The gene editing technology with the most buzz these days is CRISPR-Cas9, which corrects genetic abnormalities by breaking two DNA strands and then inserting healthy genes or eliminating unhealthy ones. But this process can be dangerous: When the body mobilizes to repair those DNA breaks, errors can occur that create unwanted off-target effects.
A team of scientists at Yale has developed an alternative gene-editing technology that they say replaces CRISPR’s “hacksaw” effect with a more precise “scalpel.” They call it eukaryotic multiplex genome engineering (eMAGE), and it’s designed to to allow new genetic information to be inserted into DNA without requiring multiple double-strand breaks. They described the technology in the journal Cell.
Working in yeast, the Yale scientists engineered a DNA replication and repair method that allowed them to introduce limited genetic changes at multiple sites in the genome, according to a statement. They generated almost a million genetic variants, they said.
“We can create lots of combinations of mutations, which gives us an unprecedented tool to identify driver mutations of disease and fundamentally reprogram cellular behavior," said senior author Farren Isaacs, associate professor of molecular, cellular and developmental biology at Yale in the statement.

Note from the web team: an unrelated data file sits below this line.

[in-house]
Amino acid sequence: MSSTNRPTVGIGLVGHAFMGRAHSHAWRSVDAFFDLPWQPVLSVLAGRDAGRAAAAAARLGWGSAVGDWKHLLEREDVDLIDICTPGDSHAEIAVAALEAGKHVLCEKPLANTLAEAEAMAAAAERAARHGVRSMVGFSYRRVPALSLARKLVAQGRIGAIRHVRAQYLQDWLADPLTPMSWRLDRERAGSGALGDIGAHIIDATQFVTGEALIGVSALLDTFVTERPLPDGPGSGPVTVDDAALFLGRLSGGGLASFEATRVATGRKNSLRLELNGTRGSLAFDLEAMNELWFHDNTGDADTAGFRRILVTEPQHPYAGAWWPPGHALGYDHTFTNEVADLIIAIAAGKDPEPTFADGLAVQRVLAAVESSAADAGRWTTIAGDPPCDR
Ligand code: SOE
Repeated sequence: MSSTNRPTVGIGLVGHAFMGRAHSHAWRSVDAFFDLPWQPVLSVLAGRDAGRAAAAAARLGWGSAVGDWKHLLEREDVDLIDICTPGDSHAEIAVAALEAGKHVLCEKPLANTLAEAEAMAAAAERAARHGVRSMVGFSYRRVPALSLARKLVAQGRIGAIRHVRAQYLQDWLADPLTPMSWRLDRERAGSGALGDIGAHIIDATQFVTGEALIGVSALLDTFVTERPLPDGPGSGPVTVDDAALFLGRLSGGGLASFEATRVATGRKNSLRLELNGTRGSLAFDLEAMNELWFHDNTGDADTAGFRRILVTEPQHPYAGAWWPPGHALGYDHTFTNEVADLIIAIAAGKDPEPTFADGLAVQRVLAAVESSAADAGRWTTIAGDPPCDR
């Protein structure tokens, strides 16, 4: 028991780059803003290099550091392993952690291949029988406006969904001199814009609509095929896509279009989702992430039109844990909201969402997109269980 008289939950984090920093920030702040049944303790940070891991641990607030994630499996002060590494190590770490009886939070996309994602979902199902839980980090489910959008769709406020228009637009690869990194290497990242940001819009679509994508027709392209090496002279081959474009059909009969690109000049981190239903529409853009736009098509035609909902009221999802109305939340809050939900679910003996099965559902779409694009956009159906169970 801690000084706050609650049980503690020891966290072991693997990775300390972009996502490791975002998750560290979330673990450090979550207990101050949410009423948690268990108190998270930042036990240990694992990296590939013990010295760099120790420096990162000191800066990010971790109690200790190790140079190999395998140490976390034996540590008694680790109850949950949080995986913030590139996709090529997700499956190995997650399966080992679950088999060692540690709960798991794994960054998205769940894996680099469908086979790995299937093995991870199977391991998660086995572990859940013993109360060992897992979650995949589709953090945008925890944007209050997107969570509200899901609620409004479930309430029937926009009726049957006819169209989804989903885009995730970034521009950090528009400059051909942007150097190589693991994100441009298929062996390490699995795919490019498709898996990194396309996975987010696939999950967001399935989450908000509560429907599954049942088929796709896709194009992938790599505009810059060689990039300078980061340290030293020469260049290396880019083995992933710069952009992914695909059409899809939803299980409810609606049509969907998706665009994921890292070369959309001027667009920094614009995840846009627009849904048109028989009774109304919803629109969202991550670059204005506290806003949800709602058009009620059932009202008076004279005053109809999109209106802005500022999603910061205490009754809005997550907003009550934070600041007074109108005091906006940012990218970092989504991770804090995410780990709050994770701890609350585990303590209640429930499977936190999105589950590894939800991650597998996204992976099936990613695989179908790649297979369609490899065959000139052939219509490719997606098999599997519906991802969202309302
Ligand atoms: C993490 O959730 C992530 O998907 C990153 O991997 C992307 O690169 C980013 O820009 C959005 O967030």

Gene editing continues to grab headlines around the world for its potential application to treating a range of genetic diseases. But its potential to permanently change the genome has raised fears about how unintended editing mistakes might harm patients.
Several CRISPR improvements have been proposed. Just last month, a team at the Broad Institute made headlines for developing a reversible gene editing system that’s based on targeting RNA. They tested their tool and found they could repair the mutations that cause Fanconi anemia and X-linked nephrogenic diabetes insipidus.
And just last week, MIT scientists showed they could eliminate the cholesterol-causing gene PCSK9 in mice by delivering CRISPR-Cas9 components into cells without the use of viral vehicles.
The Yale team intends to further develop their non-CRISPR system and prove out the concept in multicellular organisms.